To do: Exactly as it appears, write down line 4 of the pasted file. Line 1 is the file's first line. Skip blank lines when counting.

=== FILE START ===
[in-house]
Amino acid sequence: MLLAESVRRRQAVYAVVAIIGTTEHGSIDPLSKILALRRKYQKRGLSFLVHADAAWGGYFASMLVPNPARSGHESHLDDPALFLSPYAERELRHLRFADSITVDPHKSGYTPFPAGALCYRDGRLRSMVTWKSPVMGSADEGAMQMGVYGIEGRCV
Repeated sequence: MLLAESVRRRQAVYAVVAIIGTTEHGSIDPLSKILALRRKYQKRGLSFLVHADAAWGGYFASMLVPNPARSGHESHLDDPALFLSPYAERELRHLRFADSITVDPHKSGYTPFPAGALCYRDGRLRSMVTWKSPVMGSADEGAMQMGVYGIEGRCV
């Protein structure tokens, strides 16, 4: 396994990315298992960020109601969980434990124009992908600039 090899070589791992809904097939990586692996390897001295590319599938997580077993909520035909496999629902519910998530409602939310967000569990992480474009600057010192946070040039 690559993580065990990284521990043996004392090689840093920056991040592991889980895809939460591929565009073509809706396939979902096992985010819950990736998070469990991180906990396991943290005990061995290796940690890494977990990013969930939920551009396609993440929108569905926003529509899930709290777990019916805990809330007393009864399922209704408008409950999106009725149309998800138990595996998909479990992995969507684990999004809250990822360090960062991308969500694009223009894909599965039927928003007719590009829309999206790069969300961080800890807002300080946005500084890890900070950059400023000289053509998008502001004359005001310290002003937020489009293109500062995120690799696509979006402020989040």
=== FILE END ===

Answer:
């Protein structure tokens, strides 16, 4: 396994990315298992960020109601969980434990124009992908600039 090899070589791992809904097939990586692996390897001295590319599938997580077993909520035909496999629902519910998530409602939310967000569990992480474009600057010192946070040039 690559993580065990990284521990043996004392090689840093920056991040592991889980895809939460591929565009073509809706396939979902096992985010819950990736998070469990991180906990396991943290005990061995290796940690890494977990990013969930939920551009396609993440929108569905926003529509899930709290777990019916805990809330007393009864399922209704408008409950999106009725149309998800138990595996998909479990992995969507684990999004809250990822360090960062991308969500694009223009894909599965039927928003007719590009829309999206790069969300961080800890807002300080946005500084890890900070950059400023000289053509998008502001004359005001310290002003937020489009293109500062995120690799696509979006402020989040």